Back to school
Summer has come to an end for thousands of students across the region as classes in French-language schools resumed yesterday (August 28) while English-language schools re-open September 4.
Yesterday marked the rentrée scolaire for Le Conseil scolaire de district catholique de l'Est ontarien and Le Conseil des écoles publiques de de l’Est de l’Ontario.
Next Tuesday marks the first day of classes for schools administered by the Upper Canada District School Board and the Catholic District School Board of Eastern Ontario.
Although francophone students start earlier than their anglophone counterparts, they also get out of school earlier. The last day of school for French-language students is June 20; for English-language students, school is out June 27.
About 27,000 students attend the 81 schools run by the Upper Canada board, which employs 4,200 and whose jurisdiction encompasses 12,000 square kilometres.
About 10,000 pupils attend the 32 schools run by the French-language separate school board, which employs 1,500, making it the largest employer in Stormont-DundasGlengarry and Prescott-Russell.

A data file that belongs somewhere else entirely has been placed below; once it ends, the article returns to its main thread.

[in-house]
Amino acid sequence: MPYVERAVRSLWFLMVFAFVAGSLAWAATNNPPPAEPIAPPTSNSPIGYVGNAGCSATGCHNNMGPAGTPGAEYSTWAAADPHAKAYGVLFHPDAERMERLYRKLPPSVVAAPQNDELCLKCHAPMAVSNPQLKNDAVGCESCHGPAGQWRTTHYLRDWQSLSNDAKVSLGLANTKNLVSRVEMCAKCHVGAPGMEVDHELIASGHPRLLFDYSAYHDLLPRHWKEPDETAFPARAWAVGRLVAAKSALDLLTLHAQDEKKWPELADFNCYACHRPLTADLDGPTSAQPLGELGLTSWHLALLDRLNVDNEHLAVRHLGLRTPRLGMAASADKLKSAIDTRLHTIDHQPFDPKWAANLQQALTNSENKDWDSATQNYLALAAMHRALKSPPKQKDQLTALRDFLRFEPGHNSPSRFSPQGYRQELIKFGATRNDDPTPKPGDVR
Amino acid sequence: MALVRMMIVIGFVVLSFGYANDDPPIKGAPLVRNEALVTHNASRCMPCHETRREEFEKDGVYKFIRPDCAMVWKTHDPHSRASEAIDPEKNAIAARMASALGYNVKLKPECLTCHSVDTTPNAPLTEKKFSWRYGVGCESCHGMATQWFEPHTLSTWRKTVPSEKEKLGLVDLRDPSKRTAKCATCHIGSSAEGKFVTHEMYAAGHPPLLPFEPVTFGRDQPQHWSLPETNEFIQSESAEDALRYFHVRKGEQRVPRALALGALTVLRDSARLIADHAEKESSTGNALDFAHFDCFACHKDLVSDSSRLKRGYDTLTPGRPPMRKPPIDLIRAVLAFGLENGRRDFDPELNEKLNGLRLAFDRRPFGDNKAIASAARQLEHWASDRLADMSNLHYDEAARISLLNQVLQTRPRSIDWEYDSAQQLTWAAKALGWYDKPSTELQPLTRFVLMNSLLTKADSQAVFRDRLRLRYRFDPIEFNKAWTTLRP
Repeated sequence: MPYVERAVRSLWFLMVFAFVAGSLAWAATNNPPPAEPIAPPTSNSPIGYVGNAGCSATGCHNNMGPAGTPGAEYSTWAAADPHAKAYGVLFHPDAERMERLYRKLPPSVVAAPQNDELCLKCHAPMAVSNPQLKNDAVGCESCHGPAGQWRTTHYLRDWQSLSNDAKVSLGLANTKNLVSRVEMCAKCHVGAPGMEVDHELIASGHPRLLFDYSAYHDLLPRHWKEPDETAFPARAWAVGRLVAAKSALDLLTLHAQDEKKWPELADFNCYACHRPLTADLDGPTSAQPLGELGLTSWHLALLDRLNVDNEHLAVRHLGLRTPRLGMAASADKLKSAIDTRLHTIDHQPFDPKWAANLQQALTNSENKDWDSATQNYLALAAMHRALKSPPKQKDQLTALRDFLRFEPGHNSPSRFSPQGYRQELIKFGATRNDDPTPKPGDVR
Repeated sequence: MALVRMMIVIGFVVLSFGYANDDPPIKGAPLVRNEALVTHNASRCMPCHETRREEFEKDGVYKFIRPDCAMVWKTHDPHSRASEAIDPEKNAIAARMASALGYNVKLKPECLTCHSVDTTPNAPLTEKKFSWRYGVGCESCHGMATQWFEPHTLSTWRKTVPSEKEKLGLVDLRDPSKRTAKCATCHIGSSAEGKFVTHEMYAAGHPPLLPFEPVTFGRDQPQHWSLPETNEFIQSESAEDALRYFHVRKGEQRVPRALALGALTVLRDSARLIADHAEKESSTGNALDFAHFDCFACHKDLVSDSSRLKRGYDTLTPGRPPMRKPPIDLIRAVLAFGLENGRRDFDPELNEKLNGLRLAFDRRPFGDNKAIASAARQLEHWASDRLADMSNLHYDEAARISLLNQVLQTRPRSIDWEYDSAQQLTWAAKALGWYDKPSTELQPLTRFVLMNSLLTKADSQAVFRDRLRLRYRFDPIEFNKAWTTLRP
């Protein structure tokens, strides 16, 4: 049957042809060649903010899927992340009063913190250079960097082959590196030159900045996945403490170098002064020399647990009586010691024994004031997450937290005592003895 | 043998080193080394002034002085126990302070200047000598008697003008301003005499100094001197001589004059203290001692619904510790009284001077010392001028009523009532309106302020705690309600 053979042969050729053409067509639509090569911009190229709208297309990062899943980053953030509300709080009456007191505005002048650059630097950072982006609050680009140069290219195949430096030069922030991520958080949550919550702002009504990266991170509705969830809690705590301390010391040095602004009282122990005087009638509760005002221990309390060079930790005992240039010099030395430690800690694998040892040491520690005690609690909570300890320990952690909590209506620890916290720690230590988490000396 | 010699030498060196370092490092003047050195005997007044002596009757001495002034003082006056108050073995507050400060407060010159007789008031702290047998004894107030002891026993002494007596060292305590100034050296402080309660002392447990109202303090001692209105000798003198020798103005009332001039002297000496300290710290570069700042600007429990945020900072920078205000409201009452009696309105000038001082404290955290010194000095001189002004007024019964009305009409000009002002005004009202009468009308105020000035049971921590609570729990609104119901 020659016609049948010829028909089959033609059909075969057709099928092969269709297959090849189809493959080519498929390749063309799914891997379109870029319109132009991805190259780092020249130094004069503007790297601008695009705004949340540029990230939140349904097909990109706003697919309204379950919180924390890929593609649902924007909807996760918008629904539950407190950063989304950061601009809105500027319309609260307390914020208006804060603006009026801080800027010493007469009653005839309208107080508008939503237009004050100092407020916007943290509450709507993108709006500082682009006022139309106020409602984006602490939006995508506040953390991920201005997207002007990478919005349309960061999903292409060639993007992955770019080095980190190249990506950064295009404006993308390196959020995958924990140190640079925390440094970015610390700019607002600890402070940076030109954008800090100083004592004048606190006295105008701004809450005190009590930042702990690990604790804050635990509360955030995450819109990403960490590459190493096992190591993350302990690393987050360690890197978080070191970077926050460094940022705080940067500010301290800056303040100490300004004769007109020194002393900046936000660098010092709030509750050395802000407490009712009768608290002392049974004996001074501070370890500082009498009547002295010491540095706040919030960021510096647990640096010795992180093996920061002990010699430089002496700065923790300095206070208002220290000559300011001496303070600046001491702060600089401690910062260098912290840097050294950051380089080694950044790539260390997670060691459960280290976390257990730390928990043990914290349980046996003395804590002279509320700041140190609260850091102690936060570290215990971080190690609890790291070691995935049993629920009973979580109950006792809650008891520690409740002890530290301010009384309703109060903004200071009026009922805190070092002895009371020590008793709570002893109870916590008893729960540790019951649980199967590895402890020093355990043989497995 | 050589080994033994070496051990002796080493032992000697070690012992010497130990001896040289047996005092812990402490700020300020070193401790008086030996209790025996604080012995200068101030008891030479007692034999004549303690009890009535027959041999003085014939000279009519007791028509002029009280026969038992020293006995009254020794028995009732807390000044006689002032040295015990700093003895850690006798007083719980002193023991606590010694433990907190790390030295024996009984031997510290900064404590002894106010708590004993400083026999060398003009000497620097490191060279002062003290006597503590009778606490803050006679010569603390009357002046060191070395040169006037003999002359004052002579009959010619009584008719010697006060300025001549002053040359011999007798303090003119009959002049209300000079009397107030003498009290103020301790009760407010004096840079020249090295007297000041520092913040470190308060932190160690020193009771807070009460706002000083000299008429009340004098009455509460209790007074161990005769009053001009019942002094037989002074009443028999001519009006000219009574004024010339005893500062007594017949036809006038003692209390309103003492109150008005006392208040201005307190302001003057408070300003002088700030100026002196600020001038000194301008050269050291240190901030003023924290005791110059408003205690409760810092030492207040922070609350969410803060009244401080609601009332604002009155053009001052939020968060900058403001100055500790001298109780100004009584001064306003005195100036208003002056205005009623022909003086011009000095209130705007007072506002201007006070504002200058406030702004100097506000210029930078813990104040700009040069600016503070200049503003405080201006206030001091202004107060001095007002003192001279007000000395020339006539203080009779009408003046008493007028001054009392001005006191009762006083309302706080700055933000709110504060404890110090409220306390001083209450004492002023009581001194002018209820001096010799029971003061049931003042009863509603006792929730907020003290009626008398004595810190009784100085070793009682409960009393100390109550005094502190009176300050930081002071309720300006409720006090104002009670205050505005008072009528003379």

The Catholic District School Board of Eastern Ontario operates 39 elementary schools and 10 secondary schools in eight counties, encompassing 12,165 square kilometres. With an enrolment of 13,000, the board employs 881 teachers and 560 support staff.
Employing 1,850, the French public board covers a vast territory of 40,319 square kilometres, administers 42 schools that are attended by about 14,500 students.
About 42,000 students take a bus. Some 31,562 ride vehicles managed by Student Transportation of Eastern Ontario while another 10,400 are served by the Consortium de transport scolaire de l’Est.
More walking this year
More grade 7 and 8 pupils attending area English-language schools will have to walk this year.
Walk zones are being extended by Student Transportation of Eastern Ontario, the consortium that oversees bussing for the CDSBEO and the UCDSB. The maximum walking distance for grade 7 and 8 students will be lengthened from 1.6 kilometres to 2 kilometres, the same distance that now applies to grades 9 through 12.
The walk zone for students in the primary panel, from junior kindergarten to grade 6, remains unchanged.
Unless they have a valid medical reason, students living within the walk zones cannot board a bus.
Services are being reduced as the STEO tries to counter the rising cost of providing what is viewed as an essential service.
The broad open-seat request for transportation process, which allowed students in the walk zone to access a seat on the bus, has been discontinued.
Students in the walk zone with challenges associated to medical needs and/or extraordinary circumstances, will still have access to the refined request for transportation process.
STEO has a process in place to accommodate students in exceptional circumstances.
More children will have to walk this year